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Antioch appeared arms army arrived authority Baldwin barons battle became brother called cause cavaliers century character chivalry Christians church circumstances commanded council count course court cross Crusaders death duke duties Earl Edward emperor enemy England English equal Europe fair feelings followed force formed France French friends gave German give Godfrey Greeks hand head Henry Holy Holy Land honour horse hundred Italy Jerusalem John joust king knighthood knights ladies lance Land Latins lived lord manners master military mind Muselmans nature never noble object occasion Palestine Paris passed person Pope present prince prisoners received regarded reign religion religious respect Richard romance royal says sent soldiers soon spirit squire sword taken Templars thought thousand tion took town Turks Tyre virtue walls wars wished writers
Pàgina 79 - Reigns that which would be fear'd : 'tis much he dares ; And, to that dauntless temper of his mind, He hath a wisdom that doth guide his valour To act in safety.
Pàgina 67 - It were better to have no opinion of God at all, than such an Opinion as is unworthy of him : for the one is unbelief, the other is contumely : and certainly superstition is the reproach of the Deity. Plutarch saith well to that purpose :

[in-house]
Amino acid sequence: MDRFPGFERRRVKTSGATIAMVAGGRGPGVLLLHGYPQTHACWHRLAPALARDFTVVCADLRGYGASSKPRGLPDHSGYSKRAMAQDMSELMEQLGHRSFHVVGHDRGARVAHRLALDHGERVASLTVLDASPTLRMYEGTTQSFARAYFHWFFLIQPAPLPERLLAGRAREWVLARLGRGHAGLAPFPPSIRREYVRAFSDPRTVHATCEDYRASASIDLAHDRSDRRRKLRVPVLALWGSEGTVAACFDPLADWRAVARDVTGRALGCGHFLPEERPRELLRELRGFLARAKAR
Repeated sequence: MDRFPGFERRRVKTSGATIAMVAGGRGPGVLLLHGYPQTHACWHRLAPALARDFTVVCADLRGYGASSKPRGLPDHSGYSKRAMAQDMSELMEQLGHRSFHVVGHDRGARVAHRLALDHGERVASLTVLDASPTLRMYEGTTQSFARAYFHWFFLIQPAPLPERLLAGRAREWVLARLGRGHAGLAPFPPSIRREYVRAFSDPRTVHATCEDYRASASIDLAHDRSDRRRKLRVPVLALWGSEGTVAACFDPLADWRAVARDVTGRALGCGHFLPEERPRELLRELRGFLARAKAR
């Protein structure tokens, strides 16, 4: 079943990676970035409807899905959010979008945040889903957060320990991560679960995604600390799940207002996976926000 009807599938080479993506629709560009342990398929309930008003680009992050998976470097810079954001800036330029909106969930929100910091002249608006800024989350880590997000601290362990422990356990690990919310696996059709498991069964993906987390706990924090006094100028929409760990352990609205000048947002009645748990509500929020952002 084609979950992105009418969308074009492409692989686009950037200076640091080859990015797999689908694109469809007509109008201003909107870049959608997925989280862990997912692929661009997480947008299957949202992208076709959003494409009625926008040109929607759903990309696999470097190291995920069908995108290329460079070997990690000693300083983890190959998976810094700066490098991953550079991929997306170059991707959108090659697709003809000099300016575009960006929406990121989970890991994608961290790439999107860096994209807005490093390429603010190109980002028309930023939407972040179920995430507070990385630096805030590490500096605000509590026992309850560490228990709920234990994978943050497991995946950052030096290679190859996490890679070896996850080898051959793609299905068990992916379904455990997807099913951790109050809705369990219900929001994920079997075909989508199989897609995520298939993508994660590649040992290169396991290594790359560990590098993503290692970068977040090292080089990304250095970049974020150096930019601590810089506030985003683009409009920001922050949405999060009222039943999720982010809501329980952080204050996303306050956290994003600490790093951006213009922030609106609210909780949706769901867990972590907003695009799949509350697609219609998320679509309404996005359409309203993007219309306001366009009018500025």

Pàgina 191 - For herein may be seen noble chivalry, courtesy, humanity, friendliness, hardiness, love, friendship, cowardice, murder, hate, virtue, and sin. Do after the good and leave the evil, and it shall bring you to good fame and renown.
Pàgina 151 - ... the meekest man, and the gentlest, that ever ate in hall among ladies; and thou wert the sternest knight to thy mortal foe that ever put spear in the rest.
Pàgina 276 - They err who count it glorious to subdue ' By conquest far and wide, to over-run Large countries, and in field great battles win, Great cities by assault. What do these worthies, But rob and spoil, burn, slaughter, and enslave, Peaceable nations, neighbouring or remote, Made captive, yet deserving freedom more Than those their conquerors ? Who leave behind Nothing but ruin wheresoe'er they rove, And all the flourishing works of peace destroy : Then swell with pride, and must be titled Gods, Great...
Pàgina 211 - That titles were not vented at the drum, Or common out-cry ; goodness gave the greatness, And greatness worship : every house became An academy of honour, and those parts We see departed, in the practice now Quite from the institution. Lov. Why do you say so, Or think so enviously ? do they not still Learn there the Centaur's skill, the art of Thrace, To ride ? or Pollux...
Pàgina 114 - She woxe ; yet wist she nether how, nor why ; She wist not, silly Mayd, what she did aile, Yet wist she was not well at ease perdy; Yet thought it was not love, but some melancholy.
Pàgina 53 - And knew his good to all of each degree ; Hight Reverence : he them with speeches meet Does faire entreat ; no courting nicetee, But simple true, and eke unfained sweet, As might become a Squire so great persons to greet.